File Sharing & Peer-To-Peer Programs

 

Are you sharing copyrighted material?

File-sharing is the process of exchanging files over the Internet. One of the most common forms of file-sharing is using Peer-to-Peer (P2P) programs. Most P2P usage (which comprises a significant portion of file-sharing) is against the law because it involves the sharing of copyrighted material without permission from the copyright owner -- usually music (MP3) files or movie files, but also TV programs, books and images.

It is probably okay to copy songs from a CD you've purchased so that you can listen to them on your iPod or other portable digital music player, but it's NOT okay to give that song to your friend without permission from the copyright owner, or allow it to be shared on a P2P system that will give others access to the song without paying for it. And, it is not okay to download copyrighted songs, movies, books or images for your personal enjoyment without paying for them (unless you have the express permission from the copyright owner).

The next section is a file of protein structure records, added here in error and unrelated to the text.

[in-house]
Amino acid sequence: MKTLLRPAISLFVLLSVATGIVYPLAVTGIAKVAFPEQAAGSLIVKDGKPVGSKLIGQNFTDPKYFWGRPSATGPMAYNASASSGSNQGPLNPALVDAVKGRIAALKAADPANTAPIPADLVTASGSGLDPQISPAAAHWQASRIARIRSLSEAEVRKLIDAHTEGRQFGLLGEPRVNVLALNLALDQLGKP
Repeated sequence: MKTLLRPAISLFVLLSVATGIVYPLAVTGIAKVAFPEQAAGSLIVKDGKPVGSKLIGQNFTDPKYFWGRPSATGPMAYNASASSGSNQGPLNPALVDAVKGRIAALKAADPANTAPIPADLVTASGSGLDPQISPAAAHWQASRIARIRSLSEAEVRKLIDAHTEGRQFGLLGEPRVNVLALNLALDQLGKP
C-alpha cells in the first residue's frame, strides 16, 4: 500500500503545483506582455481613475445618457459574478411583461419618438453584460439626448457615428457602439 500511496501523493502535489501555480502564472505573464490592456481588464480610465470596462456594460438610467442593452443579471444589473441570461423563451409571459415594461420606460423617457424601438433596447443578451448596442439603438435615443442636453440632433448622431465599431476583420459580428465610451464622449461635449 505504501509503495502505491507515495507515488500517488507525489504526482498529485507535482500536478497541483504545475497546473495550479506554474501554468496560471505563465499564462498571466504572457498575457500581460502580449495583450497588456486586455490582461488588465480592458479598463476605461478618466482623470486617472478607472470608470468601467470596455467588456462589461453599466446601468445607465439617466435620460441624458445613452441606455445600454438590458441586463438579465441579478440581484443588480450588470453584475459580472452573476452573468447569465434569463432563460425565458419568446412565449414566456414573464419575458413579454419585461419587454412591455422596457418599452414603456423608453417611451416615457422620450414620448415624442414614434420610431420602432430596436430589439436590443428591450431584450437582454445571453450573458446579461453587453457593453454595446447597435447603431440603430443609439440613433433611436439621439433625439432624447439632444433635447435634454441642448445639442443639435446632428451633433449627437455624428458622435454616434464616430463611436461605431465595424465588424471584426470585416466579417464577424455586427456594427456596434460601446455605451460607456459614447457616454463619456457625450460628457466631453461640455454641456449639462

Ways you can violate the law:

  • You receive a copy of a copyrighted song by e-mail and then e-mail copies to your friends.
  • You make a copy of a CD that you bought and then give that copy to a friend.
  • You make an MP3 copy of a song off of a CD that you won and then put it on a file-sharing network so that others can download it.

 

This is a brief explanation. For more information on file-sharing and P2P, visit www.riaa.com/faq.php.

 

 

Mesa Police Department
Teen Connection

PO Box 1466
Mesa, AZ 85211

 

 

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